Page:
Low-Beta / High-Yield Stocks Can Provide Protection During A Market Correction

 |  Includes: AEP, CL, DUK, ED, EXC, GIS, KMB, KO, LO, MCD, MO, PEP, PG, SO, T, VZ, WMT
by: Dan Strack


The stock market is at all time highs and a market correction may be around the corner.

Low-beta stocks can offer downside protection to investors.

“Be Fearful When Others Are Greedy and Greedy When Others Are Fearful”-Warren Buffett.

Click to enlarge

As the Dow again inches toward all-time highs, it may be time for investors to start positioning their portfolios to weather a market correction. At this point the market is starting to get overvalued and it's becoming difficult to find quality value stocks to invest in. Whether investors begin cashing out profits, inflation creeps up, geopolitical pressure grows or negative economic news comes out, there are a number of factors that can get overblown and cause a correction. Everyone from financial analyst to everyday investors are wondering what will spark the next market correction and it's the very anticipation of the event that will lead to a knee-jerk reaction and cause a broad sell-off. History shows that bull markets rarely last more than a few years and looking at the chart above, you'd be naïve to assume history won't repeat itself.

A great way to decrease risk in your portfolio is to invest in stocks that have high yields and low betas. Beta is the measure of volatility (or systematic risk) of a stock in comparison to the market as a whole. A beta of 1 means the stock price will move in line with the market. A beta of less than 1 means the stock is less volatile than the market and a beta above 1 generally means the stock price is more volatile than the market. By investing in low-beta stocks, investors can limit their downside risk during bear markets since the stock has less systematic risk associated with it. On the other hand, low-beta stocks will underperform the market during bull markets. It's up to the individual investor to determine where the market is headed.

Below is an example list of stocks with low betas, large market caps and high yields that can provide balance to any portfolio.


Market Cap ($ billions)

Dividend yield


General Mills (NYSE:GIS)

$ 31.8



Colgate -Palmolive (NYSE:CL)

$ 58.9



Kimberly-Clark (NYSE:KMB)

$ 41.5



Coca-Cola (NYSE:KO)

$ 169.1



PepsiCo (NYSE:PEP)

$ 126.1



McDonald's (NYSE:MCD)

$ 96.9



Wal-Mart (NYSE:WMT)

$ 247.7




$ 182.6



Verizon (NYSE:VZ)

$ 197.6



Procter & Gamble (NYSE:PG)

$ 217.7



Southern Co. (NYSE:SO)

$ 38.6



Consolidated Edison (NYSE:ED)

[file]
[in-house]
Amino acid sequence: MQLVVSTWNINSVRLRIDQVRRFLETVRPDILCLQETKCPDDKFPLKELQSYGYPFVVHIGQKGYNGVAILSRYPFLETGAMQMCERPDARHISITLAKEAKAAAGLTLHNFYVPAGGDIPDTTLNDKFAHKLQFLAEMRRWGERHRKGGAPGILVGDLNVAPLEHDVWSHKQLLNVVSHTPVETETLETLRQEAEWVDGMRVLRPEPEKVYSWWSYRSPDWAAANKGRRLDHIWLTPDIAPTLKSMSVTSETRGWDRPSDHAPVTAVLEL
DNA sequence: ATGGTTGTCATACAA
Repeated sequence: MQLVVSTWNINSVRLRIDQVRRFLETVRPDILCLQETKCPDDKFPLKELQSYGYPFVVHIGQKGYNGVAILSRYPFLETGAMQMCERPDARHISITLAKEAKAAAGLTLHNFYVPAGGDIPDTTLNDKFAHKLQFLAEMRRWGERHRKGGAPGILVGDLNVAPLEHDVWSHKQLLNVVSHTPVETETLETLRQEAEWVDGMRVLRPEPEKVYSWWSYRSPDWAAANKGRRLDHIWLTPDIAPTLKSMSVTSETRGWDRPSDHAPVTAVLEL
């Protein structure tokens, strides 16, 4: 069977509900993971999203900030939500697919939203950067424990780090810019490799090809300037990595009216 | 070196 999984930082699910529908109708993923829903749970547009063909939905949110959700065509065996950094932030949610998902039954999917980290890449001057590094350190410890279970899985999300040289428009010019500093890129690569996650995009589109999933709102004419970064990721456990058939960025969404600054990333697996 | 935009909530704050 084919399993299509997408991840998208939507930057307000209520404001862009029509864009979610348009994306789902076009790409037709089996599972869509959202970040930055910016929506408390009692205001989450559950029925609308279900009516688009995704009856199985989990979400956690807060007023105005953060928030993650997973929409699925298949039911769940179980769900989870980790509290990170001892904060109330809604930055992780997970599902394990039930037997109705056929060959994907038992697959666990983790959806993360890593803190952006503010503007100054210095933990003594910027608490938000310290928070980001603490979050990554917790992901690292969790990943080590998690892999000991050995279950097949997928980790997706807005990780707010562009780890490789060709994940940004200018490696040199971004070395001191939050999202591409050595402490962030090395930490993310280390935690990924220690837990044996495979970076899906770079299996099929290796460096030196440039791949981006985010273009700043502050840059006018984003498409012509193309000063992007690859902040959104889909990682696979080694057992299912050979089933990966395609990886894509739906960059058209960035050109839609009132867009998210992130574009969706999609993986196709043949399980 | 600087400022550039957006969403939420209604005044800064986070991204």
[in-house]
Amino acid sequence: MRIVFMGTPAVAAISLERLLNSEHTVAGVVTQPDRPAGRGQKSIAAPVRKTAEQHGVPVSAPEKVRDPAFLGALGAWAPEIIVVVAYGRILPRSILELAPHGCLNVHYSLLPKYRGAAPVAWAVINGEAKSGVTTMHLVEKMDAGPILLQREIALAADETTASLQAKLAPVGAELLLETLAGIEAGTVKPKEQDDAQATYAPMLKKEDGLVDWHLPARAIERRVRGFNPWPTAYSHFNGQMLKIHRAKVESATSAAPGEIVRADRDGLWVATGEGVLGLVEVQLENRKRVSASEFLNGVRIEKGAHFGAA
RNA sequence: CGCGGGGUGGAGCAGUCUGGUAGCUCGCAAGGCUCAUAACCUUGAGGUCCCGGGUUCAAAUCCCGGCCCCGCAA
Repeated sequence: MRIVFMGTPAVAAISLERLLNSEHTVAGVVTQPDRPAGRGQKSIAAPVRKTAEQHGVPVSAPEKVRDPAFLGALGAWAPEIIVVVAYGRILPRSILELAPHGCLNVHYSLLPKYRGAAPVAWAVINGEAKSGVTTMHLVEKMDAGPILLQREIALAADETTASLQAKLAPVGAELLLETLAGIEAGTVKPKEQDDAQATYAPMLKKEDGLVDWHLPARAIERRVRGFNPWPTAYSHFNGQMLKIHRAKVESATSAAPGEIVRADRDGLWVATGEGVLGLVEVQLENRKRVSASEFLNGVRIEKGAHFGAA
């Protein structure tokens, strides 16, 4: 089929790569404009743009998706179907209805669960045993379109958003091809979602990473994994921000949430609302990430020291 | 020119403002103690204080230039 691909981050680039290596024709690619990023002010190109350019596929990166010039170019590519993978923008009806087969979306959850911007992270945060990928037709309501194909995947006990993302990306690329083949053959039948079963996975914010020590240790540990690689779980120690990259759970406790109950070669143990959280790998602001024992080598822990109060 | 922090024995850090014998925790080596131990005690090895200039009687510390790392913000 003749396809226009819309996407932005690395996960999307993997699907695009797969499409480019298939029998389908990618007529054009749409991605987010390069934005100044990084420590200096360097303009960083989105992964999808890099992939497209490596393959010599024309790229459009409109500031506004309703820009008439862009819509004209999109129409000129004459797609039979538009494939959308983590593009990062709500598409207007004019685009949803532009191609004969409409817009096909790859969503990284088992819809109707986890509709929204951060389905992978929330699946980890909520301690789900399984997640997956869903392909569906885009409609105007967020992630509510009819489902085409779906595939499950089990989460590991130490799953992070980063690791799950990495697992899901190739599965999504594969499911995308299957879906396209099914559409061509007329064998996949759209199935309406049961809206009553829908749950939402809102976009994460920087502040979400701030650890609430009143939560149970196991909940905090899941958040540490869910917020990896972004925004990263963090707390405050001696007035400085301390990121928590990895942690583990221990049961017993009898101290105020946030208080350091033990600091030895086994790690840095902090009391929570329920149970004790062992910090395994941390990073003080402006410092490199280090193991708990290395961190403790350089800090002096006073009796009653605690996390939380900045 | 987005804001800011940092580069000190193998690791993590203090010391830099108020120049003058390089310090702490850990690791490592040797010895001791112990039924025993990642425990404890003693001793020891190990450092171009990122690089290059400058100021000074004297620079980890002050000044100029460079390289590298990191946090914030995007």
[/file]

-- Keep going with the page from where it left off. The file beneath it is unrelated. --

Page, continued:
$ 15.6



Duke Energy (NYSE:DUK)

$ 49.9



American Electric Power (NYSE:AEP)

$ 24.6



Exelon Corp. (NYSE:EXC)

$ 28.7



Altria (NYSE:MO)

$ 74.3



Lorillard (NYSE:LO)

$ 19.5



Click to enlarge

Source: Yahoo Financials

While this is a small and incomplete list of all the quality dividend-paying, low-beta stocks, there are patterns that emerge from the list. Low-beta stocks tend to be large well-established firms that have a solid core business with regular and reliable income streams. They won't deliver exciting quarterly reports or offer the latest and greatest products, but they consistently meet expectations and provide reliable income regardless of market conditions. Consumer staples, utilities, telecoms, and tobacco firms tend to fit this criteria because they all have customers who purchase their service or product regardless of economic environment. By taking profits off the table and investing in high-yield / low-beta stocks, investors can lock up gains while still making money through strong yields. It's up to the individual investor to decide how much and to what extent they want to decrease the risk in their portfolio.

"Be Fearful When Others Are Greedy and Greedy When Others Are Fearful"

-Warren Buffett

This quote by Warren Buffett is my favorite investing philosophy and is how I tend to trade. The market as a whole has doubled over the past five years and it's time for investors to decide how much more upside there is. If there's 5% upside from here it would put the Dow Jones at 17,401. If there's 10% upside from here it would put the Dow Jones at 18,230. I for one believe neither of these are likely and even if the Dow sees 17,500 this year, is an additional 5% gain worth risking for a market correction that would eat into profits? Investors' eyes are starting to get big and many people are getting greedy with their profits and want to see more. I for one am listening to Buffett's wisdom and am thoroughly happy with the profits I've made in the market. Locking up profits in quality low-beta / high-yield stocks gives investors the opportunity to weather a correction and have the money to reinvest when others are fearful of the market and again take advantage of value in the market.

Disclosure: I have no positions in any stocks mentioned, and no plans to initiate any positions within the next 72 hours. I wrote this article myself, and it expresses my own opinions. I am not receiving compensation for it (other than from Seeking Alpha). I have no business relationship with any company whose stock is mentioned in this article.